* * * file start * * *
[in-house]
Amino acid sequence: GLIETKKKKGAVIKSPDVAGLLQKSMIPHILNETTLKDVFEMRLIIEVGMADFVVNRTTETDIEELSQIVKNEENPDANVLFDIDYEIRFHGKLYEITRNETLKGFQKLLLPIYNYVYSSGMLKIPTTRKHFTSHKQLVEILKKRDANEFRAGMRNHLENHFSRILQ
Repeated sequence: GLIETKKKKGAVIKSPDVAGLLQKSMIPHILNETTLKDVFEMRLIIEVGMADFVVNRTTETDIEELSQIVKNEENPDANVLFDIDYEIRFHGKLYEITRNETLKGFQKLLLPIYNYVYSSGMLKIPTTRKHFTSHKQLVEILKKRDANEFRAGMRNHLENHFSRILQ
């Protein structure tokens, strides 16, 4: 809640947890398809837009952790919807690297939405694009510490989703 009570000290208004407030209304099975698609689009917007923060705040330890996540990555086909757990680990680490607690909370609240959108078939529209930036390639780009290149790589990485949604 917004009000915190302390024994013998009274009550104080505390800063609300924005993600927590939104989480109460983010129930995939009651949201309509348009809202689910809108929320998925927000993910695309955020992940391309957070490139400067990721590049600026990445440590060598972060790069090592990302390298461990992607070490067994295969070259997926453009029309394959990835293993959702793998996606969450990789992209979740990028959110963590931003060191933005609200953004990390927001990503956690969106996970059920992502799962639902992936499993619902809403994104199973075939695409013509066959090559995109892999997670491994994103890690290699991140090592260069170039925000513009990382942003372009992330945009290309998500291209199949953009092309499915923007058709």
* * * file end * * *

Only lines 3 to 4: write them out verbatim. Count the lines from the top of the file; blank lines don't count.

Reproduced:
Repeated sequence: GLIETKKKKGAVIKSPDVAGLLQKSMIPHILNETTLKDVFEMRLIIEVGMADFVVNRTTETDIEELSQIVKNEENPDANVLFDIDYEIRFHGKLYEITRNETLKGFQKLLLPIYNYVYSSGMLKIPTTRKHFTSHKQLVEILKKRDANEFRAGMRNHLENHFSRILQ
């Protein structure tokens, strides 16, 4: 809640947890398809837009952790919807690297939405694009510490989703 009570000290208004407030209304099975698609689009917007923060705040330890996540990555086909757990680990680490607690909370609240959108078939529209930036390639780009290149790589990485949604 917004009000915190302390024994013998009274009550104080505390800063609300924005993600927590939104989480109460983010129930995939009651949201309509348009809202689910809108929320998925927000993910695309955020992940391309957070490139400067990721590049600026990445440590060598972060790069090592990302390298461990992607070490067994295969070259997926453009029309394959990835293993959702793998996606969450990789992209979740990028959110963590931003060191933005609200953004990390927001990503956690969106996970059920992502799962639902992936499993619902809403994104199973075939695409013509066959090559995109892999997670491994994103890690290699991140090592260069170039925000513009990382942003372009992330945009290309998500291209199949953009092309499915923007058709």